The Defense authorization bill is an important piece of legislation while our country continues to be engaged in two wars; therefore, I voted to move the bill out of committee. Nevertheless, I will continue my efforts to fight the egregious and wasteful spending during debate on the floor of the Senate, and I will urge Director Panetta, once he is confirmed, to favorably endorse the proposals I will make to properly use precious national defense dollars.

In addition, especially in this budget environment, it will be important to continue to eliminate weapons programs that are over cost, behind schedule, and not providing improvements in combat power and capabilities. After 10 years of war, we must continue to eliminate every dollar of wasteful spending that siphons resources away from our most vital need: enabling our troops to succeed in combat.

One of the key criteria I am looking for in the next Secretary of Defense is continuity--the continuation of the wise judgment, policies, and decisionmaking that have characterized Secretary Gates' leadership of the Department of Defense. As Director of the CIA, Mr. Panetta has demonstrated that he possesses the experience and ability to ensure that we achieve our objectives in the three conflicts in which U.S. forces are now engaged: Iraq, Afghanistan, and Libya.

In Iraq, the key question now is whether some presence of U.S. forces will remain beyond the end of this year, pending an Iraqi request and approval, to support Iraq's continuing needs and our enduring national interests. I believe such a presence is necessary, and I encourage the administration to work closely with the Maliki government to bring about this outcome.

In Afghanistan, the main question is the size and scope of the drawdown of forces beginning this July. Here, too, I agree with Secretary Gates that any drawdown should be modest so as to maximize our ability to lock in the hard-won gains of our troops through the next fighting season. I hope Director Panetta, as the Secretary of Defense, will support ``modest'' reductions and take no action that would undermine the hard-won gains in Afghanistan.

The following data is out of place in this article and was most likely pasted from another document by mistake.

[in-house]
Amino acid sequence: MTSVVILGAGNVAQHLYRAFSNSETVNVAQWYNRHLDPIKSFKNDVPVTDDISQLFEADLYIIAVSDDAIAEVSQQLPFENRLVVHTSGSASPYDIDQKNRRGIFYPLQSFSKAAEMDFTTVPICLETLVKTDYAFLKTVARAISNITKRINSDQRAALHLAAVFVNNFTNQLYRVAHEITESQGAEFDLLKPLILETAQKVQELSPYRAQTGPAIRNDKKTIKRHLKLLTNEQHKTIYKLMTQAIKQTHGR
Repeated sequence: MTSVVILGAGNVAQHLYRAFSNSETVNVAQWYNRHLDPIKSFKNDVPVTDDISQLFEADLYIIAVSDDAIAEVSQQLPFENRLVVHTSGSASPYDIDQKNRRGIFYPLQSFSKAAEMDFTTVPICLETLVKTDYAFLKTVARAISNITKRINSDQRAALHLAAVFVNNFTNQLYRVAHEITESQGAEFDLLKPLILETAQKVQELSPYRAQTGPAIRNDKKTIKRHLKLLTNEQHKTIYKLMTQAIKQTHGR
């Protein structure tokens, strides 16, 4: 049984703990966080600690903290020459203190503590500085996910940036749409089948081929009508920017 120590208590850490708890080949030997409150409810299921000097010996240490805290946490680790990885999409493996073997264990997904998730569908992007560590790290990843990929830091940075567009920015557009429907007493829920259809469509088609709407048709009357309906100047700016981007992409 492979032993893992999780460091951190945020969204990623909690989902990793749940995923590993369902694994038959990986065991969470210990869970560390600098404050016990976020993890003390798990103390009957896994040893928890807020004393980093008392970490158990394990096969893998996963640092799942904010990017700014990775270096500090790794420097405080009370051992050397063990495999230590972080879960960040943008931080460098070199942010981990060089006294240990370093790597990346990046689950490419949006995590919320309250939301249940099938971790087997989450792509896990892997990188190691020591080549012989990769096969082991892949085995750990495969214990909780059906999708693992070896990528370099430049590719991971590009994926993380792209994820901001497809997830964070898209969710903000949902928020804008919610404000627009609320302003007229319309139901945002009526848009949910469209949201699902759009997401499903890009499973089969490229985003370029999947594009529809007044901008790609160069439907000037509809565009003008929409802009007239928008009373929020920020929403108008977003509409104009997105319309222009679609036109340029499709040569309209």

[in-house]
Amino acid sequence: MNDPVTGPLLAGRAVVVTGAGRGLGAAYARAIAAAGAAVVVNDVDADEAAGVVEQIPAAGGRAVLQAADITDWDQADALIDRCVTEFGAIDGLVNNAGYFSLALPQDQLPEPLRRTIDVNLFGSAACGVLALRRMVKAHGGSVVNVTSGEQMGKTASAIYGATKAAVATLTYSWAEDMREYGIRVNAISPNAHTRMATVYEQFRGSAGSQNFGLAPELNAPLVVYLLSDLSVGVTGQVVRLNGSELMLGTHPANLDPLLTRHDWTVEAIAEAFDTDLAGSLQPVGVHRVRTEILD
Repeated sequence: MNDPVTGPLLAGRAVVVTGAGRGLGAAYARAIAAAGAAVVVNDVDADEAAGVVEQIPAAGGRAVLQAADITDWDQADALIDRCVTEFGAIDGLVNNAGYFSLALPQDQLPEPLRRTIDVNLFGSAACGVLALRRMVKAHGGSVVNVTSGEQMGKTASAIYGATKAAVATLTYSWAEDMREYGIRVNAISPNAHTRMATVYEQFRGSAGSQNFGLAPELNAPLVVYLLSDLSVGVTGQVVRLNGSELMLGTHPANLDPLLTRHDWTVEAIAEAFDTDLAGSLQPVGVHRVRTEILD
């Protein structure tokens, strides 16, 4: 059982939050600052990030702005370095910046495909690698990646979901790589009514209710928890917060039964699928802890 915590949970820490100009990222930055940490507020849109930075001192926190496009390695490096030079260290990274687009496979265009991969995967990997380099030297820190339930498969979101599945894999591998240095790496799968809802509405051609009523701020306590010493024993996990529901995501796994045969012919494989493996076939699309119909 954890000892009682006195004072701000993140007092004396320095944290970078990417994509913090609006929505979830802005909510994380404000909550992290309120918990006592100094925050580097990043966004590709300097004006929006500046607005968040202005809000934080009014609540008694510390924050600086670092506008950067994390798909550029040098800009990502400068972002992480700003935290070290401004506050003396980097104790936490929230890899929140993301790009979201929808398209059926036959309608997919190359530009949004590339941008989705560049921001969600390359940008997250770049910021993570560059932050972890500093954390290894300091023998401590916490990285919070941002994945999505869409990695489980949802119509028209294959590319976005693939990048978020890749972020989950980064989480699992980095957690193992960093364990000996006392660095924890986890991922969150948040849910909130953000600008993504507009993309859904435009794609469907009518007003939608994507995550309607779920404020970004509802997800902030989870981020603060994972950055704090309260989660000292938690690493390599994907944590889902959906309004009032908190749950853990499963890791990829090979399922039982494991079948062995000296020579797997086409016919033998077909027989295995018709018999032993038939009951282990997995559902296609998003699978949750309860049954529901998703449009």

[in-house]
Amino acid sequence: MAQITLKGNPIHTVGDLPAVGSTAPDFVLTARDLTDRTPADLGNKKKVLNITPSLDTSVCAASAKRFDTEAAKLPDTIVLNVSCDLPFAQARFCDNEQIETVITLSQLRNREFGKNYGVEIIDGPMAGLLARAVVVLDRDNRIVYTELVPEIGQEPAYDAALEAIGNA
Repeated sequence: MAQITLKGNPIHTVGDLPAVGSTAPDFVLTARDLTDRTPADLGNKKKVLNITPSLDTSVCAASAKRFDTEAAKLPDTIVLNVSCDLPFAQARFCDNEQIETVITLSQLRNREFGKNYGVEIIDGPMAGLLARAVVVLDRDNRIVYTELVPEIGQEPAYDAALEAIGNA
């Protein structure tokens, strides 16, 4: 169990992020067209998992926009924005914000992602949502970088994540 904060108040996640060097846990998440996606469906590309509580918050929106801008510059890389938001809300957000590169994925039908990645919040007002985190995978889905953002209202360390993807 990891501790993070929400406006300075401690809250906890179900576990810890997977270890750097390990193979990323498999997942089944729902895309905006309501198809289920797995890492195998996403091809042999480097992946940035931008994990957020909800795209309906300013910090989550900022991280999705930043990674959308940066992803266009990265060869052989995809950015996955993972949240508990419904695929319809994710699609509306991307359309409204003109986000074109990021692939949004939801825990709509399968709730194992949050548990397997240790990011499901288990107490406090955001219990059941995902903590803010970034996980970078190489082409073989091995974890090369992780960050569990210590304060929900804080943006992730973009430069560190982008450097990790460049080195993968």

Finally, we know that there is growing opposition to continuing the U.S. involvement in Libya. There has already been one legislative attempt to bind the President's authority as Commander-in-Chief, and there will likely be others. In short, the accumulated consequences of the administration's delay, confusion, and lack of meaningful consultation have been a wholesale revolt in Congress against the administration's policy.

Although I have disagreed, and disagreed strongly at times, with aspects of the administration's policy in Libya, I believe the President did the right thing by intervening to stop a humanitarian disaster in Libya. Amid all of our present arguments about legal and constitutional interpretations, we cannot forget the main point: In the midst of the most groundbreaking geopolitical event in two decades, as peaceful protests for democracy were sweeping the Middle East, with Qadhafi's forces ready to strike Benghazi, and with Arabs and Muslims in Libya and across the region pleading for the U.S. military to stop the bloodshed, the United States and our allies took action and prevented the massacre that Qadhafi had promised to commit in a city of 700,000 people. By doing so, we began creating conditions that are increasing the pressure on Qadhafi to give up power.

Director Panetta has been nominated to lead our Armed Forces amid their tenth year of sustained overseas combat. Not surprisingly, this has placed a major strain on our forces and their families. And yet, our military is performing better today than at any time in our history. That is thanks to the thousands of brave young Americans in uniform who are writing a new chapter in the history of our great country. They have shown themselves to be the equals of the greatest generations before them. And the calling that all of us must answer, in our service, is to be equal and forever faithful to the sacrifice of these amazing Americans.

I have outlined some of the challenges that lay before Mr. Panetta. I have the highest confidence, however, that he is their equal.